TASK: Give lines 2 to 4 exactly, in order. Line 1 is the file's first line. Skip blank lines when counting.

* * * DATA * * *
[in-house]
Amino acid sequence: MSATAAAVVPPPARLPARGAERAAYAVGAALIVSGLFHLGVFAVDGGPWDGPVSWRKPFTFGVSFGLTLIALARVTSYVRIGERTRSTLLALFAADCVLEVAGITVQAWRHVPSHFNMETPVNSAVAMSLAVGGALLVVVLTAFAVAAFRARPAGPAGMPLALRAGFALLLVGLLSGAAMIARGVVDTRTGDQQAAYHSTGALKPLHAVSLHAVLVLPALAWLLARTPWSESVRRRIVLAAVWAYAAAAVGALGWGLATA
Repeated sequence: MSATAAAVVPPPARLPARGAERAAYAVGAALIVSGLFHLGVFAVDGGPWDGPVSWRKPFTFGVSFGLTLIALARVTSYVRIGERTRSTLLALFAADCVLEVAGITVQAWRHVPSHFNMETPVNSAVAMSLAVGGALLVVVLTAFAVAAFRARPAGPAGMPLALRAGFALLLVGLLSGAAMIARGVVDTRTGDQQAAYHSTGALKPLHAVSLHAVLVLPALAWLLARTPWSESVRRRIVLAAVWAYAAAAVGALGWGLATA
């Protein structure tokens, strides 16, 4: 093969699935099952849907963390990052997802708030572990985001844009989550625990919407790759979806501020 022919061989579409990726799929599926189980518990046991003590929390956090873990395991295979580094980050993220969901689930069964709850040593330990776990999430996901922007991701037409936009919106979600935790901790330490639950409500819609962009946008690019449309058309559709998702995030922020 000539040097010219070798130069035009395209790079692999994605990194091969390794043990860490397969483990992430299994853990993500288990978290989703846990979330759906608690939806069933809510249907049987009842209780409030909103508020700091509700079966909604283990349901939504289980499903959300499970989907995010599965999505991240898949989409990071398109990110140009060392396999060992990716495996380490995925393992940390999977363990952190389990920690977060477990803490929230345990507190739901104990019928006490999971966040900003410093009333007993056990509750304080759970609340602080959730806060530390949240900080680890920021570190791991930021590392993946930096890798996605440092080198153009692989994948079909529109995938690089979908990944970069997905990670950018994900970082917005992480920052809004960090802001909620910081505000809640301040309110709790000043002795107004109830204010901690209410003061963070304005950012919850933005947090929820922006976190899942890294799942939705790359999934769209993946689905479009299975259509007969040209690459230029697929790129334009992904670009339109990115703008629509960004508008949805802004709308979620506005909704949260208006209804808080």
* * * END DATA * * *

Amino acid sequence: MSATAAAVVPPPARLPARGAERAAYAVGAALIVSGLFHLGVFAVDGGPWDGPVSWRKPFTFGVSFGLTLIALARVTSYVRIGERTRSTLLALFAADCVLEVAGITVQAWRHVPSHFNMETPVNSAVAMSLAVGGALLVVVLTAFAVAAFRARPAGPAGMPLALRAGFALLLVGLLSGAAMIARGVVDTRTGDQQAAYHSTGALKPLHAVSLHAVLVLPALAWLLARTPWSESVRRRIVLAAVWAYAAAAVGALGWGLATA
Repeated sequence: MSATAAAVVPPPARLPARGAERAAYAVGAALIVSGLFHLGVFAVDGGPWDGPVSWRKPFTFGVSFGLTLIALARVTSYVRIGERTRSTLLALFAADCVLEVAGITVQAWRHVPSHFNMETPVNSAVAMSLAVGGALLVVVLTAFAVAAFRARPAGPAGMPLALRAGFALLLVGLLSGAAMIARGVVDTRTGDQQAAYHSTGALKPLHAVSLHAVLVLPALAWLLARTPWSESVRRRIVLAAVWAYAAAAVGALGWGLATA
């Protein structure tokens, strides 16, 4: 093969699935099952849907963390990052997802708030572990985001844009989550625990919407790759979806501020 022919061989579409990726799929599926189980518990046991003590929390956090873990395991295979580094980050993220969901689930069964709850040593330990776990999430996901922007991701037409936009919106979600935790901790330490639950409500819609962009946008690019449309058309559709998702995030922020 000539040097010219070798130069035009395209790079692999994605990194091969390794043990860490397969483990992430299994853990993500288990978290989703846990979330759906608690939806069933809510249907049987009842209780409030909103508020700091509700079966909604283990349901939504289980499903959300499970989907995010599965999505991240898949989409990071398109990110140009060392396999060992990716495996380490995925393992940390999977363990952190389990920690977060477990803490929230345990507190739901104990019928006490999971966040900003410093009333007993056990509750304080759970609340602080959730806060530390949240900080680890920021570190791991930021590392993946930096890798996605440092080198153009692989994948079909529109995938690089979908990944970069997905990670950018994900970082917005992480920052809004960090802001909620910081505000809640301040309110709790000043002795107004109830204010901690209410003061963070304005950012919850933005947090929820922006976190899942890294799942939705790359999934769209993946689905479009299975259509007969040209690459230029697929790129334009992904670009339109990115703008629509960004508008949805802004709308979620506005909704949260208006209804808080």